Nature, culture, spirituality, monuments and history… There are infinite reasons why one would choose to follow the ancient itinerary known as the St. James Way or the Way, as it meanders across northern Spain. Not least among these can be the excellent gastronomy that is found along this historic route. Here we have selected five cities, five bars or restaurants and five tapas (also known as pintxos or pinchos) along the way that are sure to nourish the body, tantalize the palate and satisfy the soul.
Text: Adrienne Smith/@ICEX.
Followed by pilgrims from near and far since the 9th century, the principle route of the Camino de Santiago runs from east to west across northern Spain, starting in the Pyrenees and ending in the Galician city of Santiago de Compostela, where the remains of the saint are buried. Hundreds of thousands of people travel some or all of this route every year, taking in spectacular landscapes that are highlighted by some of the most historic cities in Spain: Pamplona (Navarre), Logroño (La Rioja), Burgos and León (Castile-León) and, of course, Santiago de Compostela, Galicia.
Aside from their stunning cathedrals, enduring monuments and the historic echoes of their ancient streets, these five cities also share a love of gastronomy that is embodied by the preservation of age-old culinary traditions and the emergence of new and innovative flavors. Spanish tapas are envisioned as temples to the finest ingredients, combined and arranged with an extra touch of flair. The one tapa constant? Quality is always king. The following are just a few suggestions to get you started on a contemporary gastronomic journey along one of the world’s most famous routes.
Bar Gaucho, Pamplona, Navarre
Calle Espoz y Mina, 7
Located in the heart of the city’s historic quarter just off the Plaza del Castillo, this tapas bar has probably won more awards for its pintxos over the years than any other in the city. The tapas, many of which are showcased under glass atop the bar of this typically packed establishment, have a sophisticated, yet traditional feel – often combining typical flavors of Navarre in unexpected and tempting ways. It is nearly impossible to choose only one. Even so, the Esturión “per sé de Navarra” en dos texturas (two textures of Per Sé sturgeon from Navarre), farmed in the foothills of the Pyrenees Mountains, is a must, mingling the meat and roe of this fish under a thin veil of edible flower petals. Combine it with a crisp glass of rosado wine from DO Vinos de Navarra for the perfect pairing.
Bar Soriano, Logroño, La Rioja
Travesía del Laurel, 2
Located on the city’s mythical tapa-hopping street Calle Laurel, Bar Soriano is a Logroño classic, founded in 1972 by a family whose lives changed forever when they created the now-iconic pincho, Champiñon con gamba a la plancha (grilled mushrooms with shrimp). The secret is apparently in the toothpick that holds this towering tapa together. Grilled whole mushrooms are skewered by a garlicky shrimp, which in turn fastens the entire creation to the thick slice of white baguette below. Deceptively simple and mouthwateringly delicious, accompany it with a glass of young red DOCa Rioja wine.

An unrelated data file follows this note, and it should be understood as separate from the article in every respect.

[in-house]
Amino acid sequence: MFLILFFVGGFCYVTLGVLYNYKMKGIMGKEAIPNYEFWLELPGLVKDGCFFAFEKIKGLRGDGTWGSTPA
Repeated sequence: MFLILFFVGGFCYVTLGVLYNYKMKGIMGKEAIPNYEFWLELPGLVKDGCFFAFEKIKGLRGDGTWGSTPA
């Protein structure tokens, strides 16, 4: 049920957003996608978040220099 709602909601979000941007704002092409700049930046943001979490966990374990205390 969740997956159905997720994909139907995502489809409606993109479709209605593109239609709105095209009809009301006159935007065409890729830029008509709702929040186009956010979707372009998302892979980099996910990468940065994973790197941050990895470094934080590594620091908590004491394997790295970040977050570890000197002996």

La Favorita, Burgos, Castile-León
Calle Avellanos, 8
This popular bar and restaurant serves up tapas with a twist, taking traditional ingredients and presenting them in a carefully curated selection of bite-sized parcels. Although the city’s morcilla, or blood sausage, is a must-try while in Burgos, here we opt for the Crujiente de chistorra con huevo de codorniz y fritada de tomate y pimiento (crunchy sausage with quail egg and fried tomatoes and peppers). This hearty tapa is the perfect combination of pantry and vegetable garden, and stands up wonderfully well to a glass of the region’s red wine par excellence: a full-bodied DO Ribera del Duero made from Tinta del País (Tempranillo) grapes.
Bar Rúa 11, León, Castile-León
Calle Rúa, 11
Follow the golden scallop shells embedded in the streets of this historic city – indicating the route of the Camino de Santiago as it passes through León past the door of this bright and welcoming bar, whose modern, simple decor with vintage touches in a nod to the 1950s. This is particularly evident in the eye-catching display of dozens of vermouth bottles behind the bar. Look more closely, however, and you’ll find that these bottles aren’t museum pieces, but rather brands of vermouth from all over Spain that have embraced the trend of retro, colorful labels and old school style. Unsurprisingly, the bar is known for its vermouth cocktail, a secret concoction that won the citywide competition for the best such cocktail in 2017. As is the tradition in this food-loving city, with each drink you get to choose from a selection of delicious free tapas. Be sure to try the Rollito cecina con queso y manzana made with the excellent, regional IGP Cecina de León (cured, smoked beef with cheese and apple). And if vermouth isn’t your thing, a white Godello or red Mencía wine from DO Bierzo will do quite nicely.
Abastos 2.0, Santiago de Compostela, Galicia
Praza de Abastos, Ameas Casetas, 13-18
Opened in late 2009 by Marcos Cerqueiro and Iago Pazos, this tiny tapas bar occupies a few stands in Santiago’s central Mercado de Abastos city market, and spills into the street outside. You won’t find any walk-in refrigerators here; the food comes directly from the market, with emphasis on heart-stoppingly fresh seafood like erizos (sea urchins), navajas (razor clams), mejillones (mussels), almejas (clams), pulpo (octopus), etc.; complimented with seasonal vegetables, greens or whatever else strikes the chefs’ fancy at the market on any given day. Although the changing menu makes it impossible to recommend any one dish, no celebration of one’s arrival at the end of the Camino would be complete without a stop at this gastronomic mecca.